As we age these are very important discussions and decisions to make.

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Kidney Class Week #6

Welcome to week 6 of the AKF Kidney Education class. This slide is pretty self-explanatory, but to make it a little more interesting I chose a video to go with it.

One thing the video does not emphasize is the role of diet in keeping your kidneys healthy. While that is a complicated topic eating a whole food diet, and avoiding highly processed foods as much as possible, should be encouraged. These foods are generally higher in sodium, fat, phosphorus, and sometimes potassium through additives and fillers. You can read more about that here.

Remember, I am an American Kidney Fund Kidney Coach. The slides are theirs. I add my experiences, and thoughts to each slide. I was close to stage 4 when I became ill, and now I hover right around stage 2.

Kidney Failure can be acute, which means it comes on sudden possibly from an injury or infection. Or, it can be chronic taking many years of the kidney slowly weakening before it fails. Awareness, education, and advocacy are all ways to help the community prevent getting Kidney Disease. That is why I am a Kidney Coach. As a Kidney Coach, it is all-volunteer, however, I am also a Health Coach and that is why you will see other posts that are not related to the AKF.

If you have any questions or comments, please feel free to do so. I love to interact with my readers. You can also share this post to help raise awareness. I would greatly appreciate that.

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Healthy Tip Tuesday: Sugary Drinks Are Your Enemy!

Hello, and happy dreary, rainy, Tuesday. I have talked about quitting the soda habit before, you can read it here, but what about other sugary drinks. I actually want to discuss added sugars in general not just drinks, though drinks are the main area that Americans are getting added sugars. There will be several evidence-based study links below. I urge you to read them.

Have you noticed that people are dying younger and younger? We are supposed to be the wealthiest country in the world but we are not living to ripe old ages as much and if we are we are burdened with chronic illnesses and disease. Why do you think that might be? Check out this article titled Is Sugar Evil and Addicting? Some people can actually give up sugar, or at least added sugars, while others struggle to even give up a little.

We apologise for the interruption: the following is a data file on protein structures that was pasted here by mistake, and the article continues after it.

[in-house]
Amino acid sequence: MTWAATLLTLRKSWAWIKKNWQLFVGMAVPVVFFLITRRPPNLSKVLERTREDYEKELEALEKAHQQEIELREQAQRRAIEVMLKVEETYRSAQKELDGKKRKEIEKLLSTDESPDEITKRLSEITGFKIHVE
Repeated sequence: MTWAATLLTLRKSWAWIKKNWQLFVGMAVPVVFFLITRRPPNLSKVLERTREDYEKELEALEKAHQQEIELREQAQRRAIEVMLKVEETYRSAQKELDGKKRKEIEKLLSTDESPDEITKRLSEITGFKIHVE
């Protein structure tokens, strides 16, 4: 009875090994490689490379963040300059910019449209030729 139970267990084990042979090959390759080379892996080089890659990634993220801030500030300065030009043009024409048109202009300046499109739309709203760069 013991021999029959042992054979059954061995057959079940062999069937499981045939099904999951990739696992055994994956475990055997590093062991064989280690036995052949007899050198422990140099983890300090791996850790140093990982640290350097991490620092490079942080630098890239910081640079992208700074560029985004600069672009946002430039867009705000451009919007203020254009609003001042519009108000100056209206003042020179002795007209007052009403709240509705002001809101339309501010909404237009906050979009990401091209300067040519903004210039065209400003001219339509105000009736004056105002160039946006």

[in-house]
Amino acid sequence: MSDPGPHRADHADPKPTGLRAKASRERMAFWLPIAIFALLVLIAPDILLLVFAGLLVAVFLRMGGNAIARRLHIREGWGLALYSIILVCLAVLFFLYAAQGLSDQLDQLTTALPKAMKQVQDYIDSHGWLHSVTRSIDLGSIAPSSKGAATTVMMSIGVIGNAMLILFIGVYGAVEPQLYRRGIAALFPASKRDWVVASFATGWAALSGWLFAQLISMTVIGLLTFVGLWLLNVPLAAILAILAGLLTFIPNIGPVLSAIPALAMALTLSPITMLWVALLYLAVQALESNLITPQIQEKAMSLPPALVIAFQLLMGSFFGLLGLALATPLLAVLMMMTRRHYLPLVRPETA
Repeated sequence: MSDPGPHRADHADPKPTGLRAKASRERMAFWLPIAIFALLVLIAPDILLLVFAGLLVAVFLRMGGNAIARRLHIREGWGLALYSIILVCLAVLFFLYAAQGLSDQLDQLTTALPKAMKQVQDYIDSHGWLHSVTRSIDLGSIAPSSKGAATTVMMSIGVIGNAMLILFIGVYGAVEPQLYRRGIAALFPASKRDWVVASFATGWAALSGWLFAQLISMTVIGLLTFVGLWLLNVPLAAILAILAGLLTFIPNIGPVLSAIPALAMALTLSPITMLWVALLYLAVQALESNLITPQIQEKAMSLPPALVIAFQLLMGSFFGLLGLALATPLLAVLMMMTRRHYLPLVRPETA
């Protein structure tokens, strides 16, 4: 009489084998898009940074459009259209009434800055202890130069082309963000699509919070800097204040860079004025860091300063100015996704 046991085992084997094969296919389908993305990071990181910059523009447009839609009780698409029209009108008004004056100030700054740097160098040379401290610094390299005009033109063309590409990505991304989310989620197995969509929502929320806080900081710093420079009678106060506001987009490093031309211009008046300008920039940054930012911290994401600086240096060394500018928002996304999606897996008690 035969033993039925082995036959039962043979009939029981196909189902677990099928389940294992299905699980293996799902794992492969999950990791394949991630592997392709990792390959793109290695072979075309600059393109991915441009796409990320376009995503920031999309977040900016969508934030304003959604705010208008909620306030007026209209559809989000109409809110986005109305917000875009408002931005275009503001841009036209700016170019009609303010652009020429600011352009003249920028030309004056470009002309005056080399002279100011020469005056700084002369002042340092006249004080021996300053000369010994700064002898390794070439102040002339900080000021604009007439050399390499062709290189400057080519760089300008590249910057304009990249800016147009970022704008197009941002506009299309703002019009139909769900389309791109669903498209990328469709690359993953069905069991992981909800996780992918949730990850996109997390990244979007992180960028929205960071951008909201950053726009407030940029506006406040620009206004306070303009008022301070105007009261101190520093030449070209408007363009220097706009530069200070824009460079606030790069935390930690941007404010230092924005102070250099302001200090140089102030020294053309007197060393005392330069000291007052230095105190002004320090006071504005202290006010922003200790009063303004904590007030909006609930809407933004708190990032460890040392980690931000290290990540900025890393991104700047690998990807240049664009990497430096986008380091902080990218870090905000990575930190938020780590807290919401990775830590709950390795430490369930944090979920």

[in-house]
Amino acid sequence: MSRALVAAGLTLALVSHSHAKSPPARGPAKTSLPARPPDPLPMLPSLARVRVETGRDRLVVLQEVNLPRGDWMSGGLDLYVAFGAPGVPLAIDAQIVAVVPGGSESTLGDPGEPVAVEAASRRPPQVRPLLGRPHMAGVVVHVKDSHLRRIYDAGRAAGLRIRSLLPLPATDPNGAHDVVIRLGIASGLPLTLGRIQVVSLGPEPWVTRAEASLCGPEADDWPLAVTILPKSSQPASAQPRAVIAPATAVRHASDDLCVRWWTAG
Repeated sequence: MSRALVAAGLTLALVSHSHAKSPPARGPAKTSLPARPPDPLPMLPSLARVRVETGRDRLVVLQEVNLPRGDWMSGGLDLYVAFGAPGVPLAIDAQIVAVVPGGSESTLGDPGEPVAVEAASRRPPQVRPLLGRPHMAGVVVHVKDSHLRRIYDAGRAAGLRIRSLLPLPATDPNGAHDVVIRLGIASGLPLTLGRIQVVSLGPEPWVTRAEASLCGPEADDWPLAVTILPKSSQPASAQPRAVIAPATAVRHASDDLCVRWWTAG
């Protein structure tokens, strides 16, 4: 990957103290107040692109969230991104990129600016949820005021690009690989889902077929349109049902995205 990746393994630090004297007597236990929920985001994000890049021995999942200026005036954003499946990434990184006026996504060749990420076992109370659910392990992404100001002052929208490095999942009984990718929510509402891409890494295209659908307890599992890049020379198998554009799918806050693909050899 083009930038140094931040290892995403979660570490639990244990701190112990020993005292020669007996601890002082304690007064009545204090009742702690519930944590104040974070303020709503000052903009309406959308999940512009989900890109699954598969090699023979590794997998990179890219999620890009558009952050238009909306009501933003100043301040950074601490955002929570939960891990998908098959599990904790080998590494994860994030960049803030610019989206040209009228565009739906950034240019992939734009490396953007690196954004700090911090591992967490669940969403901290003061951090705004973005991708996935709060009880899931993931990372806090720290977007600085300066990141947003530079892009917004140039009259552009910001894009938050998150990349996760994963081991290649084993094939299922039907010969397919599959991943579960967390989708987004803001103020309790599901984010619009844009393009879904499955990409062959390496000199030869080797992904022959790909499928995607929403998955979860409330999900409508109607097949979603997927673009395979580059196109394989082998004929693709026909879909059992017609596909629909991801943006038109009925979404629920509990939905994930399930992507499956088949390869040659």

What other delicious sugary drinks are there besides soda? Tea, frappe, latte, coffee in general, juices with added sugars, sugary drinks like kool-aid, and Hawaiian punch, coffee creamer, milkshakes, frosty, and the list goes on. What about alcohol?

I will discuss three of my favorite drinks that may not be so great. McDonald’s Ice Caramel Frappe, Welch’s white grape cherry juice, and Bailey’s Irish Cream.

  1. The frappe. I love these iced caramel frappes that McDonalds offers. However, if I were to drink this more than once in a while I would be consuming for a small frappe 420 calories. There is 17 grams of total fat, and 11 grams is saturated fat. There is 60 grams of carbs of which 55 grams is sugars. Now it doesn’t specify if it is added sugar, or natural sugar, but it doesn’t take a rocket scientist to figure it out. There is 7 grams of protein, but other than that this drink is a nutrititional wasteland. There is no fiber, or micronutrients, except for Calcium. It is fairly high in Sodium as well.
  2. Welch’s. I do only buy the 100% juice which has no added sugars, but is still high in natural sugars. I only add tiny bits of this to my water to give it a little flavor. I probably consume a half cup in total each day of this juice. Per one cup serving I would be consuming 130 calories, zero fat, 32 grams of carbs, 30 grams of natural sugars, no fiber, no high fructose corn syrup, it has some calcium, some potassium, and vitamin C. The sodium is only 15 mg per one cup serving.
  3. Bailey’s. I love this stuff. It is great in coffee, or just milk and ice. I never have read the nutrition label, and good thing I don’t have this very often either. 1 ounce is a serving size, in case you are wondering that is 2 tablespoons. That serving contains 102 calories, 6.5 grams of carbs of which 6.2 grams is sugar. 4.9 grams of fat the majority of which is saturaated fat. And then some other minute nutrients. You can see how this can quickly add to your calories and sugar intake.

If you are drinking heavily sugared drinks, are you reading the label? Are you sure what you are putting into your body or your children’s body? For example, yesterday in my grocery haul were Little Debbie Birthday Cake sticks. My daughter wanted these and they were cheap enough. I decided I wanted to eat one today, after lunch, for a snack. I almost didn’t eat it after reading the label, but I had already opened the package and tasted it. These little cakes are literally the size of a good-sized pointer finger. If I was a food producer I would be embarrassed to call this food. Read for yourself.

Here are some studies on what added sugars, and sugary ladened drinks are doing to our bodies.

https://www.ncbi.nlm.nih.gov/pmc/articles/PMC5793330/

https://pubmed.ncbi.nlm.nih.gov/31398911/

https://pubmed.ncbi.nlm.nih.gov/29671076/

https://pubmed.ncbi.nlm.nih.gov/32891165/

https://pubmed.ncbi.nlm.nih.gov/30235828/

It is recommended that you do not consume more than 6 teaspoons, or 24 grams, of added sugars per day. Added sugars are labeled as such on the nutrition label. This does not include sugars found in whole foods. If you need help understanding sugars vs added sugars use the contact form at the end of the post to send me an email for a free consultation.